Before you implement your system, it’s a good idea to give some serious thought to communication. No matter how carefully you prepare your system, no matter how much input you’ve received throughout the build process, there will be changes to both the system and the workflows during and after Go Live.
And these changes will need to be communicated to a lot of people. So, having your communication plan in effect before you roll out your first site is highly recommended.
How do you decide on a communication plan? First, consider your organization.
- How many users do you have?
- Are they all centrally located? Or are they scattered in different sites?
- Are your physicians on site every day? Or do some of them work part time?
- Does someone in your organization have the authority to require that all users join an internet site, like a discussion board or a blog, in order to receive updates?
As with every aspect of the EHR, knowing your users will help you create a first-class plan for communication.
What types of communication are needed? This may seem like an odd question, but there are many different types of information that will need to be passed along to your users. Some issues are urgent and require immediate communication, while other items may be “FYI” only. And not all tidbits of info from the EHR team will apply to all users, either, so there is usually some filtering that will be required. The OB-GYN doctors don’t need to know about updates to the EPSDT forms, for example. So, who will be responsible for filtering the information for the various offices/users? If your EHR team is large enough, they might be able to handle this task; however, if not, there may need to be a centralized, electronic “warehouse” for updates that the individual departments will need to monitor and filter down to their employees.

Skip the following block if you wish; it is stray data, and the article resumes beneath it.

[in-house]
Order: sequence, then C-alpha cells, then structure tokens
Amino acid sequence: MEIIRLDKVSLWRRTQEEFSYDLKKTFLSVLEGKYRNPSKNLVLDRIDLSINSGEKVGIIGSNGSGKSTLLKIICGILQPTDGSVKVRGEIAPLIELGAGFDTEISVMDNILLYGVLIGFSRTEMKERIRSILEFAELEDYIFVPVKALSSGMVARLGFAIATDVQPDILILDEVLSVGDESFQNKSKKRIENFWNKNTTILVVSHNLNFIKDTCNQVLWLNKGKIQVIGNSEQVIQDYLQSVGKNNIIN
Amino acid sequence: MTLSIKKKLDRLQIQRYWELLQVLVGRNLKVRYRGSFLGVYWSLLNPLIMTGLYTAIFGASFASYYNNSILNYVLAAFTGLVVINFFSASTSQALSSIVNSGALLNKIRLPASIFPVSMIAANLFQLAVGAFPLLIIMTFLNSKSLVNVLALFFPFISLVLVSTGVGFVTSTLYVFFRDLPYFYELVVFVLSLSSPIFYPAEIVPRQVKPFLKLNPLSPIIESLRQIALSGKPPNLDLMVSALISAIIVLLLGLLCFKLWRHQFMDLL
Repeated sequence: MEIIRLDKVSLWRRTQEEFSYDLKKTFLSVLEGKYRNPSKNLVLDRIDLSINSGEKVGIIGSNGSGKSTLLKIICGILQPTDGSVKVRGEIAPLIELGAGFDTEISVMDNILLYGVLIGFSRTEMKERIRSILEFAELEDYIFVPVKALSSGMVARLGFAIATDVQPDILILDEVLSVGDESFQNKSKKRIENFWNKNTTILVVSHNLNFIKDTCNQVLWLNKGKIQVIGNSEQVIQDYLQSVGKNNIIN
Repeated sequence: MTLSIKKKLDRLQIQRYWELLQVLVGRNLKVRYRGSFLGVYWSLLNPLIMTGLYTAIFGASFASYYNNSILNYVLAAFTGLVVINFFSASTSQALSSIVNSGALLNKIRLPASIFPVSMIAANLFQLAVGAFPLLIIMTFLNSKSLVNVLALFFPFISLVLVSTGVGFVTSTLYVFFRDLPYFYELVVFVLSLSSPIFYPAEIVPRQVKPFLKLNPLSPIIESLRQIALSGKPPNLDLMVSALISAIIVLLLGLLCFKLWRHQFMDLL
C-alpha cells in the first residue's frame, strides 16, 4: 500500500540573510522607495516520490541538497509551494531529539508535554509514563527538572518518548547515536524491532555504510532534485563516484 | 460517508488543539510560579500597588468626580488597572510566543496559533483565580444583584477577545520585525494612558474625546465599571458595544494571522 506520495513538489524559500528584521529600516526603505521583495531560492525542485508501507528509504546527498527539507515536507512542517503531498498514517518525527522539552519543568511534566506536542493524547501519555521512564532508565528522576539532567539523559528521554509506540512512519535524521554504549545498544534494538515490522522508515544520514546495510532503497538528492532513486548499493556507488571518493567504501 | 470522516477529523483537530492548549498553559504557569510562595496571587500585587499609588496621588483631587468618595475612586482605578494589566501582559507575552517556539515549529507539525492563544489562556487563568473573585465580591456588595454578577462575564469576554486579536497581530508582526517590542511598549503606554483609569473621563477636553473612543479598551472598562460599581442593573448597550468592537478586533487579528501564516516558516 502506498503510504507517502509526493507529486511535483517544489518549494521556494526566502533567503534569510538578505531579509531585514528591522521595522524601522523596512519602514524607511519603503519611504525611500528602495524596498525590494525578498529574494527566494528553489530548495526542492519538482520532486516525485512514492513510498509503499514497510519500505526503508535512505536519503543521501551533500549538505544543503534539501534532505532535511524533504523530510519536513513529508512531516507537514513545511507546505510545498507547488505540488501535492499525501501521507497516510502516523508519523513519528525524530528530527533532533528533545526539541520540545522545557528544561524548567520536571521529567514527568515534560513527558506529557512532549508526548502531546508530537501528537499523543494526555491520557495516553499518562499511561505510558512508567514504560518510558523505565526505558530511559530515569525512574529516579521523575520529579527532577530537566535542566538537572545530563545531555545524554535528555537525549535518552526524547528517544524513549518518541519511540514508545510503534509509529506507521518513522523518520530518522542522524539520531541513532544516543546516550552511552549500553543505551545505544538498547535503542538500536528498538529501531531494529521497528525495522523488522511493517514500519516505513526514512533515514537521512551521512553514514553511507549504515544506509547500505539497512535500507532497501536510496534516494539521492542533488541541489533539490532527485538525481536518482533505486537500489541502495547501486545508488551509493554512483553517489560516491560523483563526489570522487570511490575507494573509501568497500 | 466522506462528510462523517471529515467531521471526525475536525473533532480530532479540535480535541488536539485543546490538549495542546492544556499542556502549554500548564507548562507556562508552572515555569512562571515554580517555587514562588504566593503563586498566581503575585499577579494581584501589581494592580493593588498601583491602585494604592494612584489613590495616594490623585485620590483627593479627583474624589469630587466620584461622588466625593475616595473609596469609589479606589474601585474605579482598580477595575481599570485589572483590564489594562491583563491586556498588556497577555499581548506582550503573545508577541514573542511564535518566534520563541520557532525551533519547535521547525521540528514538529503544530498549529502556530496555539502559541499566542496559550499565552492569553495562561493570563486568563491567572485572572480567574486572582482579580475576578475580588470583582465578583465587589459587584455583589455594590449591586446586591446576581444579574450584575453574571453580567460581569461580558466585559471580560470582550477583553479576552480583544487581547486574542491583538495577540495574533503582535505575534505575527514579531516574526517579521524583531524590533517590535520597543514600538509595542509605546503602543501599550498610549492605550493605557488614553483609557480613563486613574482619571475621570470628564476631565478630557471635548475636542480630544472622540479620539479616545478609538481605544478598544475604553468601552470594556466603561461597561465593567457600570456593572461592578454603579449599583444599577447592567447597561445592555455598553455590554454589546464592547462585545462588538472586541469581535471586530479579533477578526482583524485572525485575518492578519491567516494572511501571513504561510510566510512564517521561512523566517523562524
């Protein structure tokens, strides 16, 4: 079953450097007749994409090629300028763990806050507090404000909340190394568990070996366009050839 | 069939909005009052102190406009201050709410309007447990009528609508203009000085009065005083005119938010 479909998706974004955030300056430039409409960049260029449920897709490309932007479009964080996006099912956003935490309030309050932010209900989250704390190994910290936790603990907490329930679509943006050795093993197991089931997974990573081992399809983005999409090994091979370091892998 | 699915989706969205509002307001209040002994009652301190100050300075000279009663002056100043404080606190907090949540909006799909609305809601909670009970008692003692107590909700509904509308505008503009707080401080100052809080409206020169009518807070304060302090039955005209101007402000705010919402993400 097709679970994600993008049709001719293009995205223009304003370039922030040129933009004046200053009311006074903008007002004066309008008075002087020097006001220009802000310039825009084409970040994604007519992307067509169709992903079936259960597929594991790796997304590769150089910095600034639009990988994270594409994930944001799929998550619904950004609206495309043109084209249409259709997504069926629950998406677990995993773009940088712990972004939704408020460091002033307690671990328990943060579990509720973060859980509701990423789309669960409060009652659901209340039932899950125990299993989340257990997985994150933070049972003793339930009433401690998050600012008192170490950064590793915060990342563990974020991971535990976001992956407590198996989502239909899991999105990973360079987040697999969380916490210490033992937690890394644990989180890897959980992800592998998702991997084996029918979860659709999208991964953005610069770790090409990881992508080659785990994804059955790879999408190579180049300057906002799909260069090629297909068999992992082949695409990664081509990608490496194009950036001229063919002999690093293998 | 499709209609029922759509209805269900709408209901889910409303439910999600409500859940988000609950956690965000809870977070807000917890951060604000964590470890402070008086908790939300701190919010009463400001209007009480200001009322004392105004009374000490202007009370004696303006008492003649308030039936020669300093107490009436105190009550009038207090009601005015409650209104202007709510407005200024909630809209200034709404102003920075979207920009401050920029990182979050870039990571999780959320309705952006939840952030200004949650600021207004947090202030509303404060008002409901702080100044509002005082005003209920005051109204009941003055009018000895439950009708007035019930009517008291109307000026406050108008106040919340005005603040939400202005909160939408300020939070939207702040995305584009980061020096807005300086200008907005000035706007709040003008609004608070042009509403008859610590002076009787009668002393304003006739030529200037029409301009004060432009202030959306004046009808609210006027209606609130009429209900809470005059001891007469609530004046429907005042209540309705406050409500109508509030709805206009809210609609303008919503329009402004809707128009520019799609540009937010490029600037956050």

Some of the options for communication include
- emailing individual users (utilizing a list serve if needed);
- sending tasks through the EHR system;
- posting updates on a social media site, like Facebook;
- using a blog;
- developing a website with a discussion board feature so that the users can talk to one another;
- holding regular meetings with the staff;
- starting user groups;
- holding webinars.
For a large organization with employees in remote locations, the electronic/videoconferencing options will probably work best, while smaller groups that are centrally located may prefer to meet live once every week or two. Another option that we have embraced for immediate communication is text messaging. This allows us to send a text message to all of our user’s cell phones so that they can get instant updates for catastrophic system issues. The benefit of this system is that it does not require that the user be on their computer in order to receive the message, and it doesn’t require that they check their email before trying to log onto the system to work. Another highly recommended means of daily communication is to utilize a Help Desk. This allows the users to call a single number, which can be assigned to several members on the EHR team. This prevents missed calls and provides more immediate customer service.
Another issue that may arise with your newly minted communication plan is enforcement. Your EHR team can post new changes on a discussion board, can email it to the office managers, and can even send a personal message to the individual doctors if necessary. But if nobody reads it, it’s essentially worthless. That’s why having some rules in place prior to Go Live regarding keeping up with EHR communication will prevent headaches later on down the road.
Communicating with a large number of employees isn’t always easy, and it generally adds a lot of extra work to both the EHR team and the individual users; however, it is an essential element of having a successful roll out of your EHR system. Changes to the system will continue indefinitely—they will slow down after a few months of being live, but as new upgrades come along, there will inevitably be new changes to the system, as well as alterations in workflows. Making sure that all of your users are aware of these changes is essential.
The Quillen ETSU Physicians EHR Team consists of Monaco Briggs, Jennifer Logan, and Tracy Jones. Quillen ETSU Physicians is the multispecialty group teaching practice for Quillen College of Medicine at East Tennessee State University in Johnson City, Tenn.